Blog AnalysisEU Defense (Doctrine)

European Defense Union: what is advancing, what is blocking

(B2) The joint meeting of EU foreign affairs and defense ministers (Monday afternoon) should be an important meeting, marked by several steps towards what could be called the European Defense Union.

(credit: EUTM Mali)

It's not the big evening predicted by some (1). But it is an interesting step allowing different projects put on the table over the past one or two years to progress. In an area as sensitive as defense, where the weight of history, national interests and the instinct for sovereignty are evident, we can say that this progress is notable.

Will we talk about the European army?

The word will be on everyone's lips, certainly in the cafeteria, just to have fun, or in comments to the press. But around the table, the subject is not on the agenda. Quite simply because if this terminology has been used in turn by French President Emmanuel Macron and German Chancellor Angela Merkel, in recent days (1), we have stuck to the right word for the moment, without any details or roadmap and even less action plan. Better, on the French side, we backpedal; French diplomats are at pains to clarify that their president did not really mean a European army, he was rather thinking of the European intervention initiative, and the defense fund, ongoing defense projects, etc. We call on the manna of the Sorbonne speech to explain that the president is still in the same vein. In short, we don't take responsibility.

What are the specific advances?

First advance, the military mini-HQ, called in technical terms the MPCC or military planning and conduct capacity (the European equivalent of the French CPCO) will be reinforced by 2020 both in personnel and in its functions. Concretely, he will now be able to lead a European Union military operation (under UN mandate or EU mandate) of a modest size (2500 men).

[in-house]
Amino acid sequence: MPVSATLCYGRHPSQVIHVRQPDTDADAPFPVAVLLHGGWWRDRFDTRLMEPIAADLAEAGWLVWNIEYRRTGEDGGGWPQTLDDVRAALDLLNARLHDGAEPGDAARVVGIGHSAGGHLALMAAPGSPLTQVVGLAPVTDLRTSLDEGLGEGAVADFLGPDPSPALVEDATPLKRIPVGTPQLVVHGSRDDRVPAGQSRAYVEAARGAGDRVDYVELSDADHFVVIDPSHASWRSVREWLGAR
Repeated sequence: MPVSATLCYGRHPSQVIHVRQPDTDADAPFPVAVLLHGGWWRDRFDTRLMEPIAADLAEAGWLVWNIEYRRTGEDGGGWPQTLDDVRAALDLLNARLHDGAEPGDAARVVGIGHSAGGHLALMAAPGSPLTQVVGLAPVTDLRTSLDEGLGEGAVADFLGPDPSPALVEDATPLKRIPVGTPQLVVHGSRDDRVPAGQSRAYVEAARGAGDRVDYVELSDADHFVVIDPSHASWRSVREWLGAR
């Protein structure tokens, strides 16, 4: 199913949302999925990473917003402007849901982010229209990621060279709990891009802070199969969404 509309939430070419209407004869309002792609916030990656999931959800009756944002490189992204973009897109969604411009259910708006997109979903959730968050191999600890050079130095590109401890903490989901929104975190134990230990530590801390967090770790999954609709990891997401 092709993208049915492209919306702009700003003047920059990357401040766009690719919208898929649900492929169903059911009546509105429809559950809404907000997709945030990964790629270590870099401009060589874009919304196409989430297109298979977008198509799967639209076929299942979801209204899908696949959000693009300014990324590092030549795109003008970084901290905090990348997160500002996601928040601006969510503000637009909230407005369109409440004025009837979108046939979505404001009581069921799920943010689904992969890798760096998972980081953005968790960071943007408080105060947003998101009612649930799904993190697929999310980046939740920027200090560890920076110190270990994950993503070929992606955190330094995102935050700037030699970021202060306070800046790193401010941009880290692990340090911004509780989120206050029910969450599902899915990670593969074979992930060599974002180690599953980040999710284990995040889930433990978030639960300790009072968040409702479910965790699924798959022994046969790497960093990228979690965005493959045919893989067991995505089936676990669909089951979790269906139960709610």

Second advance, the missions of the civilian CSDP. The '28' agree that they need to be strengthened. These missions (police, justice, customs, rule of law) which take a long time to deploy, suffer from a shortage of personnel, and often struggle to be effective. The '28' have thus committed to being able to deploy a mission of 200 people maximum in 30 days maximum... " from the decision » of the launch policy. Let's hope that this commitment (which is not the first of its kind) will not end up in a nice drawer.

Third advance (and not the least), the European Defense Fund proposed by the European Commission last June is progressing at good speed. Ministers adopt their 'general approach', what could be considered a 'provisional first reading'. It is now up to European parliamentarians to establish their position. Which will be done in the coming days. The objective of reaching an agreement before the spring and the European elections is now possible.